While looking over news feeds today in a bid to determine what was big, I came across what seemed like a fairly common theme: Sony, following its big event in New York just a week ago, seemed to be doing a bit of backtracking as far as just what their new system could do and just when it would be making an appearance. What follows is a summary of what was found, and remarks besides.
First off, there is the issue of release dates. While the event couldn't have made things much clearer thanks to the exhibition of a rather large sign which read "Holiday 2013" for an arrival date, the question that should have followed--but no one really felt a need to ask until recently--was "where?". Fergal Gara, Sony Computer Entertainment Europe
's managing director for the U.K., didn't seem confident that the "Holiday 2013" date really applied to Europe, saying in a discussion with Digital Spy that "at least" one region would be getting the system in "Holiday 2013", but he declined to say just which region--or regions--would be getting the system in time for that magical nebulous deadline. Gara did note, however, that release schedules would be released in more detail later, likely at the rapidly upcoming E3 event this June.
That's not the only unusual twist as far as the PlayStation
4 goes; the issue of used games is also rearing its ugly head again. While recent remarks from Sheuhei Yoshida seemed to finally kill off the used game issue once and for all, Fergal Gara once again threw wrenches into the works with his remarks. For instance, Gara reportedly said "the answer to the pre-owned question isn't clarified just yet and we're working through that and we'll announce our position in more detail as and when we can." Not exactly a bell-ringer of confidence.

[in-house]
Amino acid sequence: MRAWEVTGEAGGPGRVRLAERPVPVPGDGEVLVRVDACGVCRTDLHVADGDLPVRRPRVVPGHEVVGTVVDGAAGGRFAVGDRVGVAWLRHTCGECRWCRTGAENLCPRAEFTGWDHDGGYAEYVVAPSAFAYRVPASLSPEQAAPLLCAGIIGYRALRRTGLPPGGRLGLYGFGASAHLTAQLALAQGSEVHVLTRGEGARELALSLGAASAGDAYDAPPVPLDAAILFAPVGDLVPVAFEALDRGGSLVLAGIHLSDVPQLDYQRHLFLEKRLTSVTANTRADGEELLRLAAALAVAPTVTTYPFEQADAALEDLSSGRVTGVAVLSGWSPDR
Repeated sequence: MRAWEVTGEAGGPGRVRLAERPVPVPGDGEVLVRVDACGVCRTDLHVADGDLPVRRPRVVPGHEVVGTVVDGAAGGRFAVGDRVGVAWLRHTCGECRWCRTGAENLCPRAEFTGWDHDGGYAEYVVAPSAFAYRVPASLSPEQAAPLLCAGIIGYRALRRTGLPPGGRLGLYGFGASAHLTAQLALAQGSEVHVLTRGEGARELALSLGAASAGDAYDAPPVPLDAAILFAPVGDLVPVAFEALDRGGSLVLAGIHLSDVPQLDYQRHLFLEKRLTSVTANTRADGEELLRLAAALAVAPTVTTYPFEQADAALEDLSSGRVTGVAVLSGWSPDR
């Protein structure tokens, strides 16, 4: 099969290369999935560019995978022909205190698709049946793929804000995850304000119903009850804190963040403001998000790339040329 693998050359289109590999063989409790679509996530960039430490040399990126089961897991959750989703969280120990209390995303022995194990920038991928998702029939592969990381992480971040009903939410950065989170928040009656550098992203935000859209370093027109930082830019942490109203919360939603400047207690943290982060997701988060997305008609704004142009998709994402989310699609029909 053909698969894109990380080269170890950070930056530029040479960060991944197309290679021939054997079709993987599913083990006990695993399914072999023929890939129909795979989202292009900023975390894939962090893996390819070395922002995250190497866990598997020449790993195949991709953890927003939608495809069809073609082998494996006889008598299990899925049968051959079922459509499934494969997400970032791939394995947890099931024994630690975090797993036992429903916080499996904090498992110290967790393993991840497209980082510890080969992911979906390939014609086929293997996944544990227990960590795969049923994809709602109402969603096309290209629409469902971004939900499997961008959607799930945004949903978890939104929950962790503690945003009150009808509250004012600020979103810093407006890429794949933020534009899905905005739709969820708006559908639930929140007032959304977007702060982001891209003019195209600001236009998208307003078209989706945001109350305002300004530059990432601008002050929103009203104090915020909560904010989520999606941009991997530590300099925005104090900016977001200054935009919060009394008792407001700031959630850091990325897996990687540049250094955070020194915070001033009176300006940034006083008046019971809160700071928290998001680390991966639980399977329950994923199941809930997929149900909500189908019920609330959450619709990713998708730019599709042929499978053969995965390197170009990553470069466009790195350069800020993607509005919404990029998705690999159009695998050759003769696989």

Yet this may all be merely jumping at shadows, looking for the worst case where there is none. After all, distributed hardware launches are nothing new throughout the industry. For Sony to, say, start in Japan and move on from there wouldn't be abnormal. Additionally, "Holiday 2013" is a pretty big block of time. Thanksgiving qualifies as "Holiday 2013". Black Friday is commonly regarded as the unofficial start to the holiday shopping season
. But then, Halloween also falls into "Holiday 2013", kind of. I've seen Christmas trees up in a Hobby Lobby around Labor Day weekend. I once saw a particularly ambitious JCPenney location getting Christmas trees out on a fine sunny day in August. "Holiday 2013" is a big block of time, and a graduated release isn't out of line.
On used games, consider further: it's Sony's Europe guy who's throwing doubt on the issue. It may well ultimately be that Europe won't get used games, but everyone else will. But then, maybe Yoshida was the one who went off-message--there was a little back-and-forth with the translator on that one, as I recall--and Gara was frantically trying to pull the train back on the rails. Or maybe there's something a little more complex at work here, something a little more ambiguous than "yes, you can play used games" and more like "well, you can play used games, but only under certain circumstances".
Naturally, only time is going to tell exactly under what circumstances the new PlayStation will be released. With E3 getting closer by the day, more news should be available, and the whole situation will distinctly bear watching.